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Old 06-12-07, 02:12 PM   #1
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Hincapie's legs - why those veins?

So why does he have this major vein-popping out thing going on?
I'm curious what causes this. At least from what I've seen, if someone
gets it, that get it really bad. I've not seen it on many women though.
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Old 06-12-07, 02:22 PM   #2
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There's a guy on my race team who has the same "condition"--maybe not quite as prominent as Hincapie's legs, but very recognizable as the same thing.
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Old 06-12-07, 02:29 PM   #3
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Quote:
Originally Posted by Snicklefritz
So why does he have this major vein-popping out thing going on?
I'm curious what causes this. At least from what I've seen, if someone
gets it, that get it really bad. I've not seen it on many women though.
because he forgot to use the search engine.
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Old 06-12-07, 02:32 PM   #4
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Quote:
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because he forgot to use the search engine.

+1
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Old 06-12-07, 02:34 PM   #5
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side effect of too much Optygen.
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Old 06-12-07, 02:35 PM   #6
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Or not enough. The study wasn't conclusive.
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Old 06-12-07, 04:32 PM   #7
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because he forgot to use the search engine.

Nice one.
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Old 06-12-07, 04:50 PM   #8
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They're varcicose veins. It comes from a failure of the one-way valves in the leg veins that usually keep blood moving up toward the heart. Because of the back-pressure that develops, the veins enlarge.
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Old 06-12-07, 05:14 PM   #9
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because he forgot to use the search engine.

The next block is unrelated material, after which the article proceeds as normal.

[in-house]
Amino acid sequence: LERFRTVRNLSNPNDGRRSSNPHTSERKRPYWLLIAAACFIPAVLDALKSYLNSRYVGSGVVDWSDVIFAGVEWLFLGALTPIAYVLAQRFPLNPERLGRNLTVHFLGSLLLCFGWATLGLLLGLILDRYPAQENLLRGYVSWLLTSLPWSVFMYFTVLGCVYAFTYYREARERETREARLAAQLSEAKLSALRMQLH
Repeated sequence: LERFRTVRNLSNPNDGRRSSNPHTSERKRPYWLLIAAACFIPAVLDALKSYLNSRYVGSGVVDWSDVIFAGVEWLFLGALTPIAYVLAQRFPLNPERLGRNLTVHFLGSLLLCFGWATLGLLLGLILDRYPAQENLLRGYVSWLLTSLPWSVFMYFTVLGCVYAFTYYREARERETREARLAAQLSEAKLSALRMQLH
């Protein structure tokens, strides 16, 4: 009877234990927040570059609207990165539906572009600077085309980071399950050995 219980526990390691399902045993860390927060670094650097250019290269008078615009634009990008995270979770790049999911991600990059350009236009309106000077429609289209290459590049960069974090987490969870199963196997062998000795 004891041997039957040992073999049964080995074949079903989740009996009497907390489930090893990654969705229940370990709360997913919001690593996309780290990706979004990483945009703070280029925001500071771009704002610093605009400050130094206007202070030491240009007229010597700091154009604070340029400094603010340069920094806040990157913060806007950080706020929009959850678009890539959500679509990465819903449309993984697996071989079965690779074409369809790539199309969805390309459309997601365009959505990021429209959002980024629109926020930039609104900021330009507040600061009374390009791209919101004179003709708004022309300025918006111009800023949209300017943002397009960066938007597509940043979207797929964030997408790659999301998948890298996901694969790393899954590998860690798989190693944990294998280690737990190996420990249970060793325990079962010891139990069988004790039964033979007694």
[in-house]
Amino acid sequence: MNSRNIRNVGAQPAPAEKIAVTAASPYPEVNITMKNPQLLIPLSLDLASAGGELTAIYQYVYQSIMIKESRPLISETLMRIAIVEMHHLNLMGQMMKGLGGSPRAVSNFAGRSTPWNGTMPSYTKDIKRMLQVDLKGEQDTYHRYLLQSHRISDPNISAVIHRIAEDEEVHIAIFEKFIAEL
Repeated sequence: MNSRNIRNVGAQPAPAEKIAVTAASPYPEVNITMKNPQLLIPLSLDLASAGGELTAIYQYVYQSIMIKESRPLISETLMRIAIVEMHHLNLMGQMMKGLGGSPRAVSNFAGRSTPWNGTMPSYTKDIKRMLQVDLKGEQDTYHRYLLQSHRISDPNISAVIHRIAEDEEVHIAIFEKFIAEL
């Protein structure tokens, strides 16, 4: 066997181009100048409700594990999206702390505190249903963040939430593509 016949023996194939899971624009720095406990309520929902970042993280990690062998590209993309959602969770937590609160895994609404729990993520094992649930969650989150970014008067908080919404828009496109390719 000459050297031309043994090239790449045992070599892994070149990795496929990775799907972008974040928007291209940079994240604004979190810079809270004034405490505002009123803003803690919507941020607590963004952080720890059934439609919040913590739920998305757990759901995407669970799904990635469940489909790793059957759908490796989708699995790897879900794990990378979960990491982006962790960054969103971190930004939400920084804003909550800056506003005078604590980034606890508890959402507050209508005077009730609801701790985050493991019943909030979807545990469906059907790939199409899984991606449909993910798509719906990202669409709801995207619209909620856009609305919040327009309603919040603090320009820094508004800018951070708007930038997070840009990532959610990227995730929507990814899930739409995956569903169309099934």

Wheres the love for your favorite Snicklefritz?
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Old 06-12-07, 05:22 PM   #10
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Quote:
Originally Posted by DrPete
They're varcicose veins. It comes from a failure of the one-way valves in the leg veins that usually keep blood moving up toward the heart. Because of the back-pressure that develops, the veins enlarge.
I guess my question would be if there's anything about cycling or other specific jobs or sports that might contribute to varicose veins. My wife used to stand and work at the lab bench all day long, and she says that contributed to her varicose veins, but I guess there are some congenital factors too.
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Old 06-12-07, 05:27 PM   #11
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Originally Posted by 7rider
I guess my question would be if there's anything about cycling or other specific jobs or sports that might contribute to varicose veins. My wife used to stand and work at the lab bench all day long, and she says that contributed to her varicose veins, but I guess there are some congenital factors too.

Yeah that's what I was wondering. What's the scoop DrPete?
You must be really busy because I haven't seen any new photoshop masterpieces from you lately.
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Old 06-12-07, 05:29 PM   #12
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Quote:
Originally Posted by 7rider
I guess my question would be if there's anything about cycling or other specific jobs or sports that might contribute to varicose veins. My wife used to stand and work at the lab bench all day long, and she says that contributed to her varicose veins, but I guess there are some congenital factors too.
It's mainly congenital. I think the only thing specific about cycling is that you notice more because of all the shaved legs. At least that's the opinion of the vascular surgeons I work with...